Gregory Stark wrote:
> "Bruce Momjian" <[EMAIL PROTECTED]> writes:
> > Gregory Stark wrote:
> >> "Bruce Momjian" <[EMAIL PROTECTED]> writes:
> >> > I tested TOAST using a method similar to the above method against CVS
> >> > HEAD, with default shared_buffers = 32MB and no assert()s. I created
> >> > backends with power-of-2 seetings for TOAST_TUPLES_PER_PAGE (4(default),
> >> > 8, 16, 32, 64) which gives TOAST/non-TOAST breakpoints of 2k(default),
> >> > 1k, 512, 256, and 128, roughly.
> >> >
> >> > The results are here:
> >> >
> >> > http://momjian.us/expire/TOAST/
> >> >
> >> > Strangely, 128 bytes seems to be the break-even point for TOAST and
> >> > non-TOAST, even for sequential scans of the entire heap touching all
> >> > long row values. I am somewhat confused why TOAST has faster access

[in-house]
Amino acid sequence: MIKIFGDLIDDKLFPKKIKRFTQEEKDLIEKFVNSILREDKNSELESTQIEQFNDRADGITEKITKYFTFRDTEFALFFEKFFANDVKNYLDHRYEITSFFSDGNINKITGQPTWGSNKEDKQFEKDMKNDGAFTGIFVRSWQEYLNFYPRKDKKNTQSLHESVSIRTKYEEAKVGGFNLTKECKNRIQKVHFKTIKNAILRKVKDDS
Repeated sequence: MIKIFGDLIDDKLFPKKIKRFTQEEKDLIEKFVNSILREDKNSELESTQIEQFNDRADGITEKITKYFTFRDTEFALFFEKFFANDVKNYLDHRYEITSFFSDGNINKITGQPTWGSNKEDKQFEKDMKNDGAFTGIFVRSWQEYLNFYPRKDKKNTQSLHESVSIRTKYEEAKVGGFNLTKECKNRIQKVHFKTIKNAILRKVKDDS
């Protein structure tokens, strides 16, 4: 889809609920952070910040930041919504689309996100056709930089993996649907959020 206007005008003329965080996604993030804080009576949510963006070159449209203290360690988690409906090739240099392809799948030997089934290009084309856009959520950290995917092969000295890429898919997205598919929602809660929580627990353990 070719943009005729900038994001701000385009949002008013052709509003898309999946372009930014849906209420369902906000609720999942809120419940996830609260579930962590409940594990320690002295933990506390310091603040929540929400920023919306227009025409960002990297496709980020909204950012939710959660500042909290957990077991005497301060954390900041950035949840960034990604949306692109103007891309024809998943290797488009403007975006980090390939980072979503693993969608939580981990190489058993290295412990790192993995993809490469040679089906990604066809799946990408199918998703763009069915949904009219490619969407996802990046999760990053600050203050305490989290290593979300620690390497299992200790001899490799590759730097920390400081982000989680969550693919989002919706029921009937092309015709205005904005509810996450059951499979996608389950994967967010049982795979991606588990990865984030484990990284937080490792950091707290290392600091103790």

> >> > than inline heap data.
> Is your database initialized with C locale? If so then length(text) is
> optimized to not have to detoast:
> if (pg_database_encoding_max_length() == 1)
> PG_RETURN_INT32(toast_raw_datum_size(str) - VARHDRSZ);
Wow, we optimized length(). OK, will run the test with
> Also, I think you have to run this for small datasets like you have well as
> large data sets where the random access seek time of TOAST will really hurt.
Well, if everything doesn't fit in the cache, then the smaller heap will
be a bigger win for non-TOAST access, so some of that overhead balances
out. Let me get in-cache numbers and then I can look at larger data sets.
Bruce Momjian <[EMAIL PROTECTED]> http://momjian.us
+ If your life is a hard drive, Christ can be your backup. +
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